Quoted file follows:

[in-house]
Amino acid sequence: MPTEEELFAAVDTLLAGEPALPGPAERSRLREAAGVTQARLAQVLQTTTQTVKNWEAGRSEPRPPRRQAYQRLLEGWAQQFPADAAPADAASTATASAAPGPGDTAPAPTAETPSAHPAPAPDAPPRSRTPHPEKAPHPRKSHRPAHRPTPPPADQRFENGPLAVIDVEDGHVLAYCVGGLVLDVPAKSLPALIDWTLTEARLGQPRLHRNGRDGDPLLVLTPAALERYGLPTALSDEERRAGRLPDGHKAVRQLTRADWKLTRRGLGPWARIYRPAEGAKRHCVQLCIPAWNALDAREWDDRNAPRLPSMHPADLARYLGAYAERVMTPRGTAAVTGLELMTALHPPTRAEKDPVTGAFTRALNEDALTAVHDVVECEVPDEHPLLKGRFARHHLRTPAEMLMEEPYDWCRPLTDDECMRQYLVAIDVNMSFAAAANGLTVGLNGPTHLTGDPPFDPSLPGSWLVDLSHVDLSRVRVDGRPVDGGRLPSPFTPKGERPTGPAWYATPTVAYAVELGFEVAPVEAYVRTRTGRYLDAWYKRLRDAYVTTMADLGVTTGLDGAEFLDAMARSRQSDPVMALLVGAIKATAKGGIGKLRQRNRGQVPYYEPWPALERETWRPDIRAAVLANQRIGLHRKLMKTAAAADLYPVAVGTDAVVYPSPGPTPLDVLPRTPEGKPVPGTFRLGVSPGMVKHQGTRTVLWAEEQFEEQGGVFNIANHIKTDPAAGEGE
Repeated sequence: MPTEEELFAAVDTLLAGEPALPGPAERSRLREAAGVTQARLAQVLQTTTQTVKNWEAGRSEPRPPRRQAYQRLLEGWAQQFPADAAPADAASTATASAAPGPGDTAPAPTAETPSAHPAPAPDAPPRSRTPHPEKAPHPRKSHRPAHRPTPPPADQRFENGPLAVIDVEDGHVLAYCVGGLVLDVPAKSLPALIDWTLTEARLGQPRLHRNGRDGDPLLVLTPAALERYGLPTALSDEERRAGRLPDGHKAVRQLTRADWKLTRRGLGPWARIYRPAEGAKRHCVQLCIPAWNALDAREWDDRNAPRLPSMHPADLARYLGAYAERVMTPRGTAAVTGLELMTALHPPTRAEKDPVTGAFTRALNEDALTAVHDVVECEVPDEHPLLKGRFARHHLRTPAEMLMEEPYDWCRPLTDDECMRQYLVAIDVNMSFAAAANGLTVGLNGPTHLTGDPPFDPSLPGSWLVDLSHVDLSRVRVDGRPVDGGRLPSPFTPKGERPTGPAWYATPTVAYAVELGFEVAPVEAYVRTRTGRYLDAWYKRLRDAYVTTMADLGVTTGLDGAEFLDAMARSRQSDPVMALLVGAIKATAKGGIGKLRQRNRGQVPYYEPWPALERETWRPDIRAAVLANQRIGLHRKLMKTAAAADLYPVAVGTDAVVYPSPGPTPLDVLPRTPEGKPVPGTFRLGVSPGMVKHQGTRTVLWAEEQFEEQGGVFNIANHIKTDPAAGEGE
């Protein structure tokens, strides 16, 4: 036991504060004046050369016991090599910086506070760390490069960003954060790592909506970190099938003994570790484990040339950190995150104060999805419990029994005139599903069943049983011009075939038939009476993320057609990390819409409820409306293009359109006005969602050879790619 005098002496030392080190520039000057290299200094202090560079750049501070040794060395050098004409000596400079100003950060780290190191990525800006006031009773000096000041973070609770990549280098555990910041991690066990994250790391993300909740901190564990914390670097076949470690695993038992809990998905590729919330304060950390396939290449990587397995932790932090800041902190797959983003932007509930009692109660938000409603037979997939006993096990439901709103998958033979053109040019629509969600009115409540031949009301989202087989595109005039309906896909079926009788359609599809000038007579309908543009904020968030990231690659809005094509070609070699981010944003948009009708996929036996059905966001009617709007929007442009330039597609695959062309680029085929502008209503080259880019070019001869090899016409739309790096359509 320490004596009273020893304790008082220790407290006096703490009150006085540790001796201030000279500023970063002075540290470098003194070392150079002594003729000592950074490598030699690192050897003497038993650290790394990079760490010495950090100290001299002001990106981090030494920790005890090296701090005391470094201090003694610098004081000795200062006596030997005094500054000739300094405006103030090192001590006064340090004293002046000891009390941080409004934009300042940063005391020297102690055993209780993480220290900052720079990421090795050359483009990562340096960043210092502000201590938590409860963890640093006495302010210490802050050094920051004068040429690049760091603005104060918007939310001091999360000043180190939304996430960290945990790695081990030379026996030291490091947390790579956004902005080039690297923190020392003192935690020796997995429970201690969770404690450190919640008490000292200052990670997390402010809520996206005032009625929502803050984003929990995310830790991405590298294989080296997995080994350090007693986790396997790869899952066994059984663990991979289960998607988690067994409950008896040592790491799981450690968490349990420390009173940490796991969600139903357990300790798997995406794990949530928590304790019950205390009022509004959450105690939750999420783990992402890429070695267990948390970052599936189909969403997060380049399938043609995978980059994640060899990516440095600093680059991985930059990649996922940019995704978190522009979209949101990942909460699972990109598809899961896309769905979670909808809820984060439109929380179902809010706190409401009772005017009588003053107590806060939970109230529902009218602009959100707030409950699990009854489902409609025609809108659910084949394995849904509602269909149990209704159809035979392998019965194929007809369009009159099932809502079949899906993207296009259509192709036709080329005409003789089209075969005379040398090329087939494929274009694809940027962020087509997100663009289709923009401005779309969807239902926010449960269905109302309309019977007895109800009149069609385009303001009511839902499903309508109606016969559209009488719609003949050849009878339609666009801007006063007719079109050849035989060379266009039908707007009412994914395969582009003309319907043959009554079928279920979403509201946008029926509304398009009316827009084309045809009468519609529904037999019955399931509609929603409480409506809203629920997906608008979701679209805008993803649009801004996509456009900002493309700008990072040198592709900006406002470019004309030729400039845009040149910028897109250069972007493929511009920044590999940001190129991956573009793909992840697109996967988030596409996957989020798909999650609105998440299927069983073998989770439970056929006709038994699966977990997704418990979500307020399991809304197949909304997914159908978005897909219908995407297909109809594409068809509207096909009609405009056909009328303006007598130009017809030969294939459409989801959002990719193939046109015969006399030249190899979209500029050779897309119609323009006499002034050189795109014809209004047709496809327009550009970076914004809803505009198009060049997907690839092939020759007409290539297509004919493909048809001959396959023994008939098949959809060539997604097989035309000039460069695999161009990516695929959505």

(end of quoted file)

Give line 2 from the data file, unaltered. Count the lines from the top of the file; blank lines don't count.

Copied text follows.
Amino acid sequence: MPTEEELFAAVDTLLAGEPALPGPAERSRLREAAGVTQARLAQVLQTTTQTVKNWEAGRSEPRPPRRQAYQRLLEGWAQQFPADAAPADAASTATASAAPGPGDTAPAPTAETPSAHPAPAPDAPPRSRTPHPEKAPHPRKSHRPAHRPTPPPADQRFENGPLAVIDVEDGHVLAYCVGGLVLDVPAKSLPALIDWTLTEARLGQPRLHRNGRDGDPLLVLTPAALERYGLPTALSDEERRAGRLPDGHKAVRQLTRADWKLTRRGLGPWARIYRPAEGAKRHCVQLCIPAWNALDAREWDDRNAPRLPSMHPADLARYLGAYAERVMTPRGTAAVTGLELMTALHPPTRAEKDPVTGAFTRALNEDALTAVHDVVECEVPDEHPLLKGRFARHHLRTPAEMLMEEPYDWCRPLTDDECMRQYLVAIDVNMSFAAAANGLTVGLNGPTHLTGDPPFDPSLPGSWLVDLSHVDLSRVRVDGRPVDGGRLPSPFTPKGERPTGPAWYATPTVAYAVELGFEVAPVEAYVRTRTGRYLDAWYKRLRDAYVTTMADLGVTTGLDGAEFLDAMARSRQSDPVMALLVGAIKATAKGGIGKLRQRNRGQVPYYEPWPALERETWRPDIRAAVLANQRIGLHRKLMKTAAAADLYPVAVGTDAVVYPSPGPTPLDVLPRTPEGKPVPGTFRLGVSPGMVKHQGTRTVLWAEEQFEEQGGVFNIANHIKTDPAAGEGE